Modified from French designs, The British 9.45-Inch Heavy Mortar was a common Trench warfare artillery piece used during World War I. It was used by both Britain and it’s Commonwealth Nations. First built and pressed into combat service in 1915, The ‘’Flying Pig’’ as it was nicknamed – was mass produced and sent to The Western Front. Over 700 were made.
Weighing over 1,600-pounds, the aptly named ‘’Pig’’ required a Crew of (7). It featured a 6-foot long barrel which could fire a 150-pound, High Explosive Shell. It had an effective range of 2,400-yards. The ‘’Pig’’ had a maximum traverse of 45-degrees. Shells also had a type of propellant charge which allowed for the shell to “sail’’ to it’s target at a greater distance (unlike most trench mortars of the day).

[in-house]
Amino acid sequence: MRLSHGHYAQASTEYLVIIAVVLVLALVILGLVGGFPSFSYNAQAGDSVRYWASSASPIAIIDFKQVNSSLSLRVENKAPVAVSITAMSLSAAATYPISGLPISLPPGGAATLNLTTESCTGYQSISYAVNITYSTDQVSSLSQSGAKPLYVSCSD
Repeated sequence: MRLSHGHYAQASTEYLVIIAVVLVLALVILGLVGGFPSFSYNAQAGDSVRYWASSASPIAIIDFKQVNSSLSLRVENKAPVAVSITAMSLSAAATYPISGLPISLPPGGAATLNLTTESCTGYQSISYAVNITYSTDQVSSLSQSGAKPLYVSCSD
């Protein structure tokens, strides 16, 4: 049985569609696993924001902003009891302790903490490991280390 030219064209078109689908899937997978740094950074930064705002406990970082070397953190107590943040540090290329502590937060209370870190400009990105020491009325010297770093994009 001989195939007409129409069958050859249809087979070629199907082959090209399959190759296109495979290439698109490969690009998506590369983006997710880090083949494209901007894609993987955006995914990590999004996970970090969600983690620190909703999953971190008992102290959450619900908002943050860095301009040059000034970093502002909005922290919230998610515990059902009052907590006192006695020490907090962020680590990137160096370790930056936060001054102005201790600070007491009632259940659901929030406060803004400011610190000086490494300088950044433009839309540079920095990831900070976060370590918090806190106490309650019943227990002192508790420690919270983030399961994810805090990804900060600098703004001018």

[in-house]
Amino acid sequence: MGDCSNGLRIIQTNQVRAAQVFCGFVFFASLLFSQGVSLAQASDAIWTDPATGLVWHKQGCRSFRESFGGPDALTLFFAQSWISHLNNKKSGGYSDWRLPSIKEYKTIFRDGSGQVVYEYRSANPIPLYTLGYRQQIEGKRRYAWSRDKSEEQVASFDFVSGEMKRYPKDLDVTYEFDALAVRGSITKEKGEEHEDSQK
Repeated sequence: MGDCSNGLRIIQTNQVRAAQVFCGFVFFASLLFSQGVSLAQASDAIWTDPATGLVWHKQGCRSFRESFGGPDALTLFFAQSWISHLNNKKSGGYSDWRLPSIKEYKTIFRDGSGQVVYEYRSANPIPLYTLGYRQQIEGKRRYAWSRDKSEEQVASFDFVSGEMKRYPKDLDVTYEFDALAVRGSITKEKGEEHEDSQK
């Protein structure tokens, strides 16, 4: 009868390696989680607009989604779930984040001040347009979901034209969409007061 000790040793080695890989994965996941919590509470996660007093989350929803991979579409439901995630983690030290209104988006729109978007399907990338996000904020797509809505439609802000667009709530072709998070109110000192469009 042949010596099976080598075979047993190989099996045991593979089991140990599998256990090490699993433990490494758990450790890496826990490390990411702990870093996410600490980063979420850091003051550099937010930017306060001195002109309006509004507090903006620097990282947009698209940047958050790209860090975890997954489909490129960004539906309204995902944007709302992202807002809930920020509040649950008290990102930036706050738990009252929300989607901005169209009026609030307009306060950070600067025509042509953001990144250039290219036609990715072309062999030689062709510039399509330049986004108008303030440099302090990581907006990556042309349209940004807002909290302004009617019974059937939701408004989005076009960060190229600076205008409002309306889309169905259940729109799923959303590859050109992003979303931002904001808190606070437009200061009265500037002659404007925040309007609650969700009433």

Due to the required wooden reinforcement planking that had to be built, time and effort was needed to place and deploy the heavy mortar. This meant that should a trench be over ran, the weapon would be left behind (often spiked with explosives down the barrel). With the increasing reliance on aircraft for bombing and far range artillery, the need for The ‘’Pig’’ diminished, so that by the end of the War, most were pulled from Service.